Staphylococcus aureus is a commensal and a pathogen, and uncovering the identifying markers of the ‘colonization to disease' transition would be very useful. Several S. aureus small RNAs regulate virulence. The presence/absence and expression of eight sRNAs were investigated in 83 strains from 42 sepsis or shock patients, and 41 carriers. These isolates were characterized by MLST and spa typing and monitored for virulence and resistance. The sprB and sprC small RNAs are specific to clades. Six sRNAs had variable expression not correlated with patient clinical status. RNAIII expression, however, was lower in strains from shock patients than from colonizing strains. Noteworthy, when RNAIII was associated with SprD, colonizing strains were significantly discriminated from those from patients with bloodstream infections, including sepsis and shock. Isolates associated with colonization may have different sRNA and sRNA target expressions than disease isolates. Monitoring RNAIII and SprD expressions could inform about infection severity. Accordingly the first object of the present invention relates to a method of assessing of predicting or assessing severity of an infection caused by Staphylococcus aureus comprising quantifying the RNAIII expression level in bacteria recovered from a culture obtained from the subject, comparing the expression level quantified at step i) with a predetermined reference value and iii) detecting differential in the expression level quantified at step i) and the predetermined reference value is indicative of the severity of the infection. As used herein, a "subject" is an animal, preferably a mammal, more preferably a non- human primate, and most preferably a human. The terms "subject", "individual" and "patient" are used interchangeably herein. The term "Staphylococcus aureus" or "S. aureus" is understood in the following way. Staphylococcus aureus bacteria are normally found on the skin or in the nose of people and animals. The bacteria are generally harmless, unless they enter the body through a cut or other wound. Typically, infections are minor skin problems in healthy people. In some embodiments, the method of the present invention is particularly suitable for prediction or assessing a blood stream infection. As used herein, the term "bloodstream infection" refers to a disease wherein the infectious agent is present in the bloodstream of the The present invention is thus particularly suitable predicting whether a subject is at risk of having sepsis or septic shock. The term "sepsis" as used herein, means potentially life- threatening systemic infection that can arise from infections throughout the body, including infections in the blood, lungs, abdomen, and urinary tract, etc. It may precede or coincide with infections of the bone (osteomyelitis), central nervous system (meningitis), or other tissues. Sepsis can rapidly lead to shock, adrenal collapse, and disseminated intravascular coagulopathy (a life threatening bleeding condition) and death. Sepsis can begin with spiking fevers and chills, rapid breathing and heart rate, the outward appearance of being seriously ill. These symptoms can rapidly progress to shock with decreased body temperature (hypothermia), decreased blood pressure, confusion or other changes in mental status, and blood-clotting abnormalities. The term "septic shock" as used herein is a consequence of sepsis in which the systemic inflammatory response leads to the failure of vital organs' function (for example of the lungs as in ARDS). The term "culture" as used herein refers to any amount of sample obtained from the subject (e.g. a blood sample or a nostril sample) that has been mixed with culture media allowing growth of Staphylococcus aureus. Examples of culture media include Luria-Bertani media. In some embodiments, a blood culture is obtained when a subject has symptoms of a blood infection or bacteremia. Blood is drawn from a subject and put directly into a vessel containing the nutritional culture media. In some embodiments, the method of the present invention comprises quantifying the SprD expression in the bacteria. In some embodiments, the ratio between RNAIII expression level and SprD expression level indicates the severity of the infection caused by Staphylococcus aureus. As used herein, the term "RNAIII" has its general meaning in the art and refers to a gene of Staphylococcus aureus which is an archetype of RNA-mediated regulation of virulence gene. An exemplary nucleic acid sequence of RNAIII is shown by SEQ ID NO:1 or As used herein the term "SprD" has its general meaning in the art and refers to another gene encoding for a regulatory RNA of Staphylococcus aureus. An exemplary nucleic acid sequence of SprD is shown by SEQ ID NO:3 or SEQ ID NO:4. Typically the RNAIII or SprD expression level is determined by RT-PCR. Nucleic acids may be extracted from a sample by routine techniques such as those described in Diagnostic Molecular Microbiology: Principles and Applications (Persing et al. (eds), 1993, American Society for Microbiology, Washington D.C.). U.S. Pat. Nos. 4,683,202, 4,683,195, 4,800,159, and 4,965,188 disclose conventional PCR techniques. PCR typically employs two oligonucleotide primers that bind to a selected target nucleic acid sequence. Typically, the cDNA sample is prepared as follows. mRNA contained in the tumor tissue sample is extracted according to standard methods, for example using lytic enzymes or chemical solutions or extracted by nucleic-acid-binding resins following the manufacturer's instructions. Then cDNA synthesis is performed according to standard methods involving reverse transcriptase. In some embodiments, random hexamer primers (instead of gene specific primers) are used for the cDNA synthesis. Random hexamers primers are well known in the art and are typically commercially available from FISCHER. Primers useful in the present invention include oligonucleotides capable of acting as a point of initiation of nucleic acid synthesis within the target nucleic acid sequence. A primer can be purified from a restriction digest by conventional methods, or it can be produced synthetically. If the template nucleic acid is double-stranded (e.g. DNA), it is necessary to separate the two strands before it can be used as a template in PCR. Strand separation can be accomplished by any suitable denaturing method including physical, chemical or enzymatic means. One method of separating the nucleic acid strands involves heating the nucleic acid until it is predominately denatured (e.g., greater than 50%, 60%, 70%, 80%, 90% or 95% denatured). The heating conditions necessary for denaturing template nucleic acid will depend, e.g., on the buffer salt concentration and the length and nucleotide composition of the nucleic acids being denatured, but typically range from about 90° C. to about 105° C. for a time depending on features of the reaction such as temperature and the nucleic acid length. Denaturation is typically performed for about 30 sec to 4 min (e.g., 1 min to 2 min 30 sec, or 1.5 min). If the double-stranded template nucleic acid is denatured by heat, the reaction mixture is allowed to cool to a temperature that promotes annealing of each primer to its target sequence on the target nucleic acid sequence. The temperature for annealing is usually from about 35° C. to about 65° C. (e.g., about 40° C. to about 60° C.; about 45° C. to about 50° C.). Annealing times can be from about 10 sec to about 1 min (e.g., about 20 sec to about 50 sec; about 30 sec to about 40 sec). The reaction mixture is then adjusted to a temperature at which the activity of the polymerase is promoted or optimized, i.e., a temperature sufficient for extension to occur from the annealed primer to generate products complementary to the template nucleic acid. The temperature should be sufficient to synthesize an extension product from each primer that is annealed to a nucleic acid template, but should not be so high as to denature an extension product from its complementary template (e.g., the temperature for extension generally ranges from about 40° C. to about 80° C. (e.g., about 50° C. to about 70° C.; about 60° C.). Extension times can be from about 10 sec to about 5 min (e.g., about 30 sec to about 4 min; about 1 min to about 3 min; about 1 min 30 sec to about 2 min). Typically the primers are as follows: TATTGCTCCTTTTCGGGCTA (SEQ ID NO :5) ATTGATTTGGAAAGCGCAAA (SEQ ID NO :6) RNAIII PCR-Q AS GAAGGAGTGATTTCAATGGCACAAGATAT (SEQ ID NO:7) GAATTTTGTTCACTGTGTCGATAATCCATTT (SEQ ID NO:8) One or more of the nucleotides of the primer can be modified for instance by addition of a methyl group, a biotin or digoxigenin moiety, a fluorescent tag or by using radioactive nucleotides. A primer sequence need not reflect the exact sequence of the template. For example, a non-complementary nucleotide fragment may be attached to the 5 primer, with the remainder of the primer sequence being substantially complementary to the strand. Primers are typically labelled with a detectable molecule or substance, such as a fluorescent molecule, a radioactive molecule or any others labels known in the art. Labels are known in the art that generally provide (either directly or indirectly) a signal. The term "labelled" is intended to encompass direct labelling of the probe and primers by coupling (i.e., physically linking) a detectable substance as well as indirect labeling by reactivity with another reagent that is directly labeled. Examples of detectable substances include but are not limited to radioactive agents or a fluorophore (e.g. fluorescein isothiocyanate (FITC) or phycoerythrin (PE) or Indocyanine (Cy5)). PCR involves use of a thermostable polymerase. The term "thermostable polymerase" refers to a polymerase enzyme that is heat stable, i.e., the enzyme catalyzes the formation of primer extension products complementary to a template and does not irreversibly denature when subjected to the elevated temperatures for the time necessary to effect denaturation of double-stranded template nucleic acids. Generally, the synthesis is initiated at the 3 each primer and proceeds in the 5 direction along the template strand. Thermostable polymerases have been isolated from Thermus fiavus, T. ruber, T. thermophilus, T. aquaticus, T. lacteus, T. rubens, Bacillus stearothermophilus, and Methanothermus fervidus. Nonetheless, polymerases that are not thermostable also can be employed in PCR assays provided the enzyme is replenished. Typically, the polymerase is a Taq polymerase (i.e. Thermus aquaticus polymerase). The primers are combined with PCR reagents under reaction conditions that induce primer extension. Typically, chain extension reactions generally include 50 mM KCl, 10 mM Tris-HCl (pH 8.3), 15 mM MgCl2, 0.001% (w/v) gelatin, 0.5-1.0 µg denatured template DNA, 50 pmoles of each oligonucleotide primer, 2.5 U of Taq polymerase, and 10% DMSO). The reactions usually contain 150 to 320 µM each of dATP, dCTP, dTTP, dGTP, or one or more analogs thereof. The newly synthesized strands form a double-stranded molecule that can be used in the succeeding steps of the reaction. The steps of strand separation, annealing, and elongation can be repeated as often as needed to produce the desired quantity of amplification products corresponding to the target nucleic acid sequence molecule. The limiting factors in the reaction are the amounts of primers, thermostable enzyme, and nucleoside triphosphates present in the reaction. The cycling steps (i.e., denaturation, annealing, and extension) are preferably repeated at least once. For use in detection, the number of cycling steps will depend, e.g., on the nature of the sample. If the sample is a complex mixture of nucleic acids, more cycling steps will be required to amplify the target sequence sufficient for detection. Generally, the cycling steps are repeated at least about 20 times, but may be repeated as many as 40, 60, or even 100 times. Quantitative PCR is typically carried out in a thermal cycler with the capacity to illuminate each sample with a beam of light of a specified wavelength and detect the fluorescence emitted by the excited fluorophore. The thermal cycler is also able to rapidly heat and chill samples, thereby taking advantage of the physicochemical properties of the nucleic acids and thermal polymerase. In order to detect and measure the amount of amplicon (i.e. amplified target nucleic acid sequence) in the sample, a measurable signal has to be generated, which is proportional to the amount of amplified product. All current detection systems use fluorescent technologies. Some of them are non-specific techniques, and consequently only allow the detection of one target at a time. Alternatively, specific detection chemistries can distinguish between non- specific amplification and target amplification. These specific techniques can be used to multiplex the assay, i.e. detecting several different targets in the same assay. The majority of the thermocyclers on the market now offer similar characteristics. Typically, thermocyclers involve a format of glass capillaries, plastics tubes, 96-well plates or 384-wells plates. The thermocylcer also involve a software analysis. In some embodiments, the predetermined reference value is a threshold value or a cut- off value. Typically, a "threshold value" or "cut-off value" can be determined experimentally, empirically, or theoretically. A threshold value can also be arbitrarily selected based upon the existing experimental and/or clinical conditions, as would be recognized by a person of ordinary skilled in the art. For example, retrospective measurement of RNAIII expression level in properly banked historical subject samples may be used in establishing the predetermined reference value. The threshold value has to be determined in order to obtain the optimal sensitivity and specificity according to the function of the test and the benefit/risk balance (clinical consequences of false positive and false negative). Typically, the optimal sensitivity and specificity (and so the threshold value) can be determined using a Receiver Operating Characteristic (ROC) curve based on experimental data. For example, after determining the RNAIII expression in a group of reference, one can use algorithmic analysis for the statistic treatment of the measured expression levels of the gene(s) in samples to be tested, and thus obtain a classification standard having significance for sample classification. The full name of ROC curve is receiver operator characteristic curve, which is also known as receiver operation characteristic curve. It is mainly used for clinical biochemical diagnostic tests. ROC curve is a comprehensive indicator that reflects the continuous variables of true positive rate (sensitivity) and false positive rate (1-specificity). It reveals the relationship between sensitivity and specificity with the image composition method. A series of different cut-off values (thresholds or critical values, boundary values between normal and abnormal results of diagnostic test) are set as continuous variables to calculate a series of sensitivity and specificity values. Then sensitivity is used as the vertical coordinate and specificity is used as the horizontal coordinate to draw a curve. The higher the area under the curve (AUC), the higher the accuracy of diagnosis. On the ROC curve, the point closest to the far upper left of the coordinate diagram is a critical point having both high sensitivity and high specificity values. The AUC value of the ROC curve is between 1.0 and 0.5. When AUC>0.5, the diagnostic result gets better and better as AUC approaches 1. When AUC is between 0.5 and 0.7, the accuracy is low. When AUC is between 0.7 and 0.9, the accuracy is moderate. When AUC is higher than 0.9, the accuracy is quite high. This algorithmic method is preferably done with a computer. Existing software or systems in the art may be used for the drawing of the ROC curve, such as: MedCalc 9.2.0.1 medical statistical software, SPSS 9.0, ROCPOWER.SAS, DESIGNROC.FOR, MULTIREADER POWER.SAS, CREATE- ROC.SAS, GB STAT VI0.0 (Dynamic Microsystems, Inc. Silver Spring, Md., USA), etc. In particular, the lower is the RNAIII expression level, the higher is the severity of the infection. In particular, the lower is the ratio between the RNAIII expression level and the SprD expression, the higher is the severity of the infection. Once the subject is at risk of having sepsis or septic shock, an antibiotic treatment may be administered. Representative antibiotics that may be useful in the present invention include penicillinase-resistant penicillins, cephalosporins and carbapenems. In some embodiments, the antibiotic is selected from the group consisting of aminoglycosides, beta lactams, quinolones or fluoroquinolones, macrolides, sulfonamides, sulfamethaxozoles, tetracyclines, streptogramins, oxazolidinones (such as linezolid), rifamycins, glycopeptides, polymixins, lipo-peptide antibiotics. Typically beta lactames include 2-(3-alanyl)clavam, 2- hydroxymethylclavam, 7-methoxycephalosporin, epi-thienamycin, acetyl-thienamycin, amoxicillin, apalcillin, aspoxicillin, azidocillin, azlocillin, aztreonam, bacampicillin, blapenem, carbenicillin, carfecillin, carindacillin, carpetimycin A and B, cefacetril, cefaclor, cefadroxil, cefalexin, cefaloglycin, cefaloridine, cefalotin, cefamandole, cefapirin, cefatrizine, cefazedone, cefazolin, cefbuperazone, cefcapene, cefdinir, cefditoren, cefepime, cefetamet, cefixime, cefinenoxime, cefinetazole, cefminox, cefmolexin, cefodizime, cefonicid, cefoperazone, ceforamide, cefoselis, cefotaxime, cefotetan, cefotiam, cefoxitin, cefozopran, cefpiramide, cefpirome, cefpodoxime, cefprozil, cefquinome, cefradine, cefroxadine, cefsulodin, ceftazidime, cefteram, ceftezole, ceftibuten, ceftizoxime, ceftriaxone, cefuroxime, cephalosporin C, cephamycin A, cephamycin C, cephalothin, chitinovorin A, chitinovorin B, chitinovorin C, ciclacillin, clometocillin, cloxacillin, cycloserine, deoxy pluracidomycin B and C, dicloxacillin, dihydro pluracidomycin C, epicillin, epithienamycin D, E, and F, ertapenem, faropenem, flomoxef, flucloxacillin, hetacillin, imipenem, lenampicillin, loracarbef, mecillinam, meropenem, metampicillin, meticillin (also referred to as methicillin), mezlocillin, moxalactam, nafcillin, northienamycin, oxacillin, panipenem, penamecillin, penicillin G, N, and V, phenethicillin, piperacillin, povampicillin, pivcefalexin, povmecillinam, pivmecillinam, pluracidomycin B, C, and D, propicillin, sarmoxicillin, sulbactam, sultamicillin, talampicillin, temocillin, terconazole, thienamycin, andticarcillin. Typically, quinolones include nalidixic acid, cinoxacin, oxolinic acid, flumequine, pipemidic acid, rosoxacin, norfloxacin, lomefloxacin, ofloxacin, enrofloxacin, ciprofloxacin, enoxacin, amifloxacin, fleroxacin, gatifloxacin, gemifloxacin, clinafloxacin, sitafloxacin, pefloxacin, moxifloxacin, and trovafloxacin. Dosages of these antibiotics are well known in the art. See, e.g., MERCK MANUAL OF DIAGNOSIS AND THERAPY, Section 13, Ch. 157, 100th Ed. (Beers & Berkow, eds., 2004). The invention will be further illustrated by the following figures and examples. However, these examples and figures should not be interpreted in any way as limiting the scope of the present invention. FIGURES:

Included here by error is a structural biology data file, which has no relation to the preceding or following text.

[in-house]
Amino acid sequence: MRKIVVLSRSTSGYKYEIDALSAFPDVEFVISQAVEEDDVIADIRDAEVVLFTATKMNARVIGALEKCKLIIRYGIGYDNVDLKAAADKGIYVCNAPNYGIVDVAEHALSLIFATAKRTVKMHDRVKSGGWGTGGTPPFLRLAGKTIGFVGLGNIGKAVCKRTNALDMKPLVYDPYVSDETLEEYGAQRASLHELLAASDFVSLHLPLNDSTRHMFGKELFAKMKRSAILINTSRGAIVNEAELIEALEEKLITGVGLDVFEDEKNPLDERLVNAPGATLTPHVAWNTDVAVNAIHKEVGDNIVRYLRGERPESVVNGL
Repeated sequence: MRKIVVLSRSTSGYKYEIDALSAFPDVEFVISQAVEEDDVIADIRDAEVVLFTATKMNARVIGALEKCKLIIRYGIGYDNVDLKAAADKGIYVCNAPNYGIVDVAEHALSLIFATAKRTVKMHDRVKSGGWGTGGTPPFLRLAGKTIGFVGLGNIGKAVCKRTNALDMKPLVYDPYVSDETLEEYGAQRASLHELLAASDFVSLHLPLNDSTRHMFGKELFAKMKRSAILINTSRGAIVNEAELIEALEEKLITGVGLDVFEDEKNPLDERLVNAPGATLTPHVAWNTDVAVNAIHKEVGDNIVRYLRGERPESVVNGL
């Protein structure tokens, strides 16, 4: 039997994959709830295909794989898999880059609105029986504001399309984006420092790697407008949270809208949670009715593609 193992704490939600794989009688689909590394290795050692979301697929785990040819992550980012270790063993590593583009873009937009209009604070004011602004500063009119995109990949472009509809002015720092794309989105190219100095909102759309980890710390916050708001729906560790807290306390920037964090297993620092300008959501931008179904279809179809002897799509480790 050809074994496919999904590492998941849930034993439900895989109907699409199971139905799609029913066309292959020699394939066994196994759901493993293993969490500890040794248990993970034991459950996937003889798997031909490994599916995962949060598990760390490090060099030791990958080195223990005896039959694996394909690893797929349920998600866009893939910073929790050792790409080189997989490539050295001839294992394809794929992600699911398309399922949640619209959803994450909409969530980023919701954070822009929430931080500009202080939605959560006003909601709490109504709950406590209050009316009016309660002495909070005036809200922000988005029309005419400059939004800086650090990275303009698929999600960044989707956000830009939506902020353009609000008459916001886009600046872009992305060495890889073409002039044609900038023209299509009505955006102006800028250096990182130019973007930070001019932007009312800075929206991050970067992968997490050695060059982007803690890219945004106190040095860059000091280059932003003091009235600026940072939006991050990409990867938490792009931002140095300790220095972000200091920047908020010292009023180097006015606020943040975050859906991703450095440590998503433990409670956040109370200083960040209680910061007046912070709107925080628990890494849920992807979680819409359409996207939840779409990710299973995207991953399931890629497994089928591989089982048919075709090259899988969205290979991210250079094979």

Figure 1: RNAIII and an ‘RNAIII-SprD' combination discriminate the